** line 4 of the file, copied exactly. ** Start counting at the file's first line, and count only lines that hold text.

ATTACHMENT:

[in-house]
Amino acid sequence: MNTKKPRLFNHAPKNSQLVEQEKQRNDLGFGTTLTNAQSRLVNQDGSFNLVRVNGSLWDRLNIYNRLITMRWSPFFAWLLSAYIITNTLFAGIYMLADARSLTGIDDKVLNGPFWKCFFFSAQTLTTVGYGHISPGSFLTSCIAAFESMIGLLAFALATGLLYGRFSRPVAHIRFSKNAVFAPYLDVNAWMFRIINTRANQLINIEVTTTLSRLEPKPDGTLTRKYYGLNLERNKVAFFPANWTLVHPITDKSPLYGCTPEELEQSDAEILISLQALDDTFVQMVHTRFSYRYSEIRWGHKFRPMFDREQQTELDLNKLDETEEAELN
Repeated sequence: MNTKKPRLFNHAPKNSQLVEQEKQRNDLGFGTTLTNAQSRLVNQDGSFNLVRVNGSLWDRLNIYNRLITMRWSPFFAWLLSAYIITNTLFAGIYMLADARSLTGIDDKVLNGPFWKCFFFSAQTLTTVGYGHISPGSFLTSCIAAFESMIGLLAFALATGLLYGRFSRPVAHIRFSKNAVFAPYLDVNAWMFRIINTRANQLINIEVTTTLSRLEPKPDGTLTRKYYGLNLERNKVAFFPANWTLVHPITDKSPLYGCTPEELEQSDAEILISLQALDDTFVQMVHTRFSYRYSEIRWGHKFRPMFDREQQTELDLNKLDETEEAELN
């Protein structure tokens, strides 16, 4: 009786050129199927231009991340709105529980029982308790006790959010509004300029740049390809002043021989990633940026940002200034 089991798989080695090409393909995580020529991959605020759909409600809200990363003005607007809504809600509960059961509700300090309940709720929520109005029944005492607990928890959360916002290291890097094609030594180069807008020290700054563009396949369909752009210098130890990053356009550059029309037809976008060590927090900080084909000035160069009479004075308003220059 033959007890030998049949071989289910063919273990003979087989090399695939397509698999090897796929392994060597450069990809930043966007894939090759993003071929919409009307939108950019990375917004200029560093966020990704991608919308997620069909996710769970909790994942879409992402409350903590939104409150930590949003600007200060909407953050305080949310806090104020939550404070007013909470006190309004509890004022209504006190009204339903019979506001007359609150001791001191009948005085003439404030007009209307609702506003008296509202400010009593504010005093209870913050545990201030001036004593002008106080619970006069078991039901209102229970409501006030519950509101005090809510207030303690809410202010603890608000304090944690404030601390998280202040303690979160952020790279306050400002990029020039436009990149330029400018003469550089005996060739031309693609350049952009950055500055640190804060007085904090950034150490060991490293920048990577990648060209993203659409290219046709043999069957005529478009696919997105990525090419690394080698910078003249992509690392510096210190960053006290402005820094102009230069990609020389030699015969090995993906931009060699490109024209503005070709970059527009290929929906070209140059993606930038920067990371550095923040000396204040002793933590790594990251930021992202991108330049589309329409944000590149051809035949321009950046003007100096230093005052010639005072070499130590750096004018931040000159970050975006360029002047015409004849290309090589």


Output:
């Protein structure tokens, strides 16, 4: 009786050129199927231009991340709105529980029982308790006790959010509004300029740049390809002043021989990633940026940002200034 089991798989080695090409393909995580020529991959605020759909409600809200990363003005607007809504809600509960059961509700300090309940709720929520109005029944005492607990928890959360916002290291890097094609030594180069807008020290700054563009396949369909752009210098130890990053356009550059029309037809976008060590927090900080084909000035160069009479004075308003220059 033959007890030998049949071989289910063919273990003979087989090399695939397509698999090897796929392994060597450069990809930043966007894939090759993003071929919409009307939108950019990375917004200029560093966020990704991608919308997620069909996710769970909790994942879409992402409350903590939104409150930590949003600007200060909407953050305080949310806090104020939550404070007013909470006190309004509890004022209504006190009204339903019979506001007359609150001791001191009948005085003439404030007009209307609702506003008296509202400010009593504010005093209870913050545990201030001036004593002008106080619970006069078991039901209102229970409501006030519950509101005090809510207030303690809410202010603890608000304090944690404030601390998280202040303690979160952020790279306050400002990029020039436009990149330029400018003469550089005996060739031309693609350049952009950055500055640190804060007085904090950034150490060991490293920048990577990648060209993203659409290219046709043999069957005529478009696919997105990525090419690394080698910078003249992509690392510096210190960053006290402005820094102009230069990609020389030699015969090995993906931009060699490109024209503005070709970059527009290929929906070209140059993606930038920067990371550095923040000396204040002793933590790594990251930021992202991108330049589309329409944000590149051809035949321009950046003007100096230093005052010639005072070499130590750096004018931040000159970050975006360029002047015409004849290309090589």